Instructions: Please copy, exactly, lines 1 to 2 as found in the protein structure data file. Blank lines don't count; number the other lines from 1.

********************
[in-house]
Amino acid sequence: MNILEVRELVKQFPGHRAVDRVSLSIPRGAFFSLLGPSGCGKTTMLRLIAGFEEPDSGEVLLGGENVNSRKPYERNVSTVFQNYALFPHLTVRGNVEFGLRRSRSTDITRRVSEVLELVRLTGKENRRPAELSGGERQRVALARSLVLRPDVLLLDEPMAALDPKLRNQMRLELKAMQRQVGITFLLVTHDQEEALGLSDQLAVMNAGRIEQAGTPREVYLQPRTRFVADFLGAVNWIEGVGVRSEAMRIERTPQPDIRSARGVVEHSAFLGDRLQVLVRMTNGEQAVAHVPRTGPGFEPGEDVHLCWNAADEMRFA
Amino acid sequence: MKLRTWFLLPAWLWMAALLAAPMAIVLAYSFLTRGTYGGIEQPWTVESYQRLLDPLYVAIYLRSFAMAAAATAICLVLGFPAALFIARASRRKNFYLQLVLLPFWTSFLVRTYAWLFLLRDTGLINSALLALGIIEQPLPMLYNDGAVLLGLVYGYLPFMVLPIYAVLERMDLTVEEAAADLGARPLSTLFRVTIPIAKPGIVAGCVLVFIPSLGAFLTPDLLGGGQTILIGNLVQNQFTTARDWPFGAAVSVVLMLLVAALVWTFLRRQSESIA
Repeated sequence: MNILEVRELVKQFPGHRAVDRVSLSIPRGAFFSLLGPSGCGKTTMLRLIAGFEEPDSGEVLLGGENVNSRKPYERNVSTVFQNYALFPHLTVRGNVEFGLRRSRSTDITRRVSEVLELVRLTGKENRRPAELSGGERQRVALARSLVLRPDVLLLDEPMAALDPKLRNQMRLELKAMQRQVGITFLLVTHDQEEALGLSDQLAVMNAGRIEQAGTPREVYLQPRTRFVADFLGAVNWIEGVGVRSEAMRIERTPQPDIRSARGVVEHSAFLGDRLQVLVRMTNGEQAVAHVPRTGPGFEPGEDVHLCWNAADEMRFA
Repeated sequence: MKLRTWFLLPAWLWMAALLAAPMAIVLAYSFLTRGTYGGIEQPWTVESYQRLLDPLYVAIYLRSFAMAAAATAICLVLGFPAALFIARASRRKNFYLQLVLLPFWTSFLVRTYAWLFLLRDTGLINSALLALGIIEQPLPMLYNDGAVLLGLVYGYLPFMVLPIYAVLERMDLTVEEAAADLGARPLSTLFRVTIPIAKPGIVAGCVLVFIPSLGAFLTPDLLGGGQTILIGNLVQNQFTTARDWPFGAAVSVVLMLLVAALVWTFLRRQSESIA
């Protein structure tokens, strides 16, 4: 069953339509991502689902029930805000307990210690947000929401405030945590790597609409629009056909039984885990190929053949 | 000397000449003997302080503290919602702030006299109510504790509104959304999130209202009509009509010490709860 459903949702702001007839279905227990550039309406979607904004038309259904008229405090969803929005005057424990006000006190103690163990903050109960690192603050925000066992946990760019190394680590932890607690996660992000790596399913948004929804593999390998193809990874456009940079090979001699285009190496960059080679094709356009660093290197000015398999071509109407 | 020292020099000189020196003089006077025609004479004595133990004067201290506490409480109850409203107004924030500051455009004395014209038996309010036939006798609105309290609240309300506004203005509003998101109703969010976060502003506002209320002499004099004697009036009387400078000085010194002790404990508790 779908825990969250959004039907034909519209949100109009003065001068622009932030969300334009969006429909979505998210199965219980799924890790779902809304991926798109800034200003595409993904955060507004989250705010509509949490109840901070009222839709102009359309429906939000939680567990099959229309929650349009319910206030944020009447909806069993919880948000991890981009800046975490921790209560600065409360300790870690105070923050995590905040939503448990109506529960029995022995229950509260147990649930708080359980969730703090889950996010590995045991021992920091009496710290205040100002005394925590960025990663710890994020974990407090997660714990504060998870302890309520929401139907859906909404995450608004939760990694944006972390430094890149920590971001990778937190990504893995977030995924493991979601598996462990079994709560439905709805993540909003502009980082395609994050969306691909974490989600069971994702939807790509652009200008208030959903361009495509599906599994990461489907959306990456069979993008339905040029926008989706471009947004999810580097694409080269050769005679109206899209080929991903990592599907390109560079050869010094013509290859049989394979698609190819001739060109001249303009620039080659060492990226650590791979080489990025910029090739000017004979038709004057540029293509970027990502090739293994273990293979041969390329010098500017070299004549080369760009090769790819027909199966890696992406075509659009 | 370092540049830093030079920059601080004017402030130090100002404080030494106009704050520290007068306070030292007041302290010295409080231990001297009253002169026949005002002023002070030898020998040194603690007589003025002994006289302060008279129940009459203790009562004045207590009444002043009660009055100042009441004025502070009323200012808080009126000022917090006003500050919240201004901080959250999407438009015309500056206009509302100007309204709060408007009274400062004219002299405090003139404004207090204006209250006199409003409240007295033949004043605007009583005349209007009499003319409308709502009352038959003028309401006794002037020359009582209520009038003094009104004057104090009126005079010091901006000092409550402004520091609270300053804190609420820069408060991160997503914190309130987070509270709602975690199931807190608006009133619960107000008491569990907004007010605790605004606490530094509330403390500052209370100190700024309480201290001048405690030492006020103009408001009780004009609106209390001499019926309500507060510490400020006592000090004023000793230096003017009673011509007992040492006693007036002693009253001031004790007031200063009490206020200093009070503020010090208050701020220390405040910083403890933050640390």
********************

[in-house]
Amino acid sequence: MNILEVRELVKQFPGHRAVDRVSLSIPRGAFFSLLGPSGCGKTTMLRLIAGFEEPDSGEVLLGGENVNSRKPYERNVSTVFQNYALFPHLTVRGNVEFGLRRSRSTDITRRVSEVLELVRLTGKENRRPAELSGGERQRVALARSLVLRPDVLLLDEPMAALDPKLRNQMRLELKAMQRQVGITFLLVTHDQEEALGLSDQLAVMNAGRIEQAGTPREVYLQPRTRFVADFLGAVNWIEGVGVRSEAMRIERTPQPDIRSARGVVEHSAFLGDRLQVLVRMTNGEQAVAHVPRTGPGFEPGEDVHLCWNAADEMRFA